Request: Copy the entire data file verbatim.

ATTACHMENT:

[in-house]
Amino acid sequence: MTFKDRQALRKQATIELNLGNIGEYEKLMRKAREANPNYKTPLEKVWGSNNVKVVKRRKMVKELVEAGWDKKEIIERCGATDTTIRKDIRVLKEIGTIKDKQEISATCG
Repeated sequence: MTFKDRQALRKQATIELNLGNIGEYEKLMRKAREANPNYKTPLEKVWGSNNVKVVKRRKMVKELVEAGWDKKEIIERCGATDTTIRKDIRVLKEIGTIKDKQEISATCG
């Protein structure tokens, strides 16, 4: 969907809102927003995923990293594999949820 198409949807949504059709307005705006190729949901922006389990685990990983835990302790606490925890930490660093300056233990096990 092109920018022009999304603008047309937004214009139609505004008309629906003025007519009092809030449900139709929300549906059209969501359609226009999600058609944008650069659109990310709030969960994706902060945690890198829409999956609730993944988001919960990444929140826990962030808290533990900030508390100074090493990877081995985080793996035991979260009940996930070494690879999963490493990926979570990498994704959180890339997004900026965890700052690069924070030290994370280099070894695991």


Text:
[in-house]
Amino acid sequence: MTFKDRQALRKQATIELNLGNIGEYEKLMRKAREANPNYKTPLEKVWGSNNVKVVKRRKMVKELVEAGWDKKEIIERCGATDTTIRKDIRVLKEIGTIKDKQEISATCG
Repeated sequence: MTFKDRQALRKQATIELNLGNIGEYEKLMRKAREANPNYKTPLEKVWGSNNVKVVKRRKMVKELVEAGWDKKEIIERCGATDTTIRKDIRVLKEIGTIKDKQEISATCG
């Protein structure tokens, strides 16, 4: 969907809102927003995923990293594999949820 198409949807949504059709307005705006190729949901922006389990685990990983835990302790606490925890930490660093300056233990096990 092109920018022009999304603008047309937004214009139609505004008309629906003025007519009092809030449900139709929300549906059209969501359609226009999600058609944008650069659109990310709030969960994706902060945690890198829409999956609730993944988001919960990444929140826990962030808290533990900030508390100074090493990877081995985080793996035991979260009940996930070494690879999963490493990926979570990498994704959180890339997004900026965890700052690069924070030290994370280099070894695991």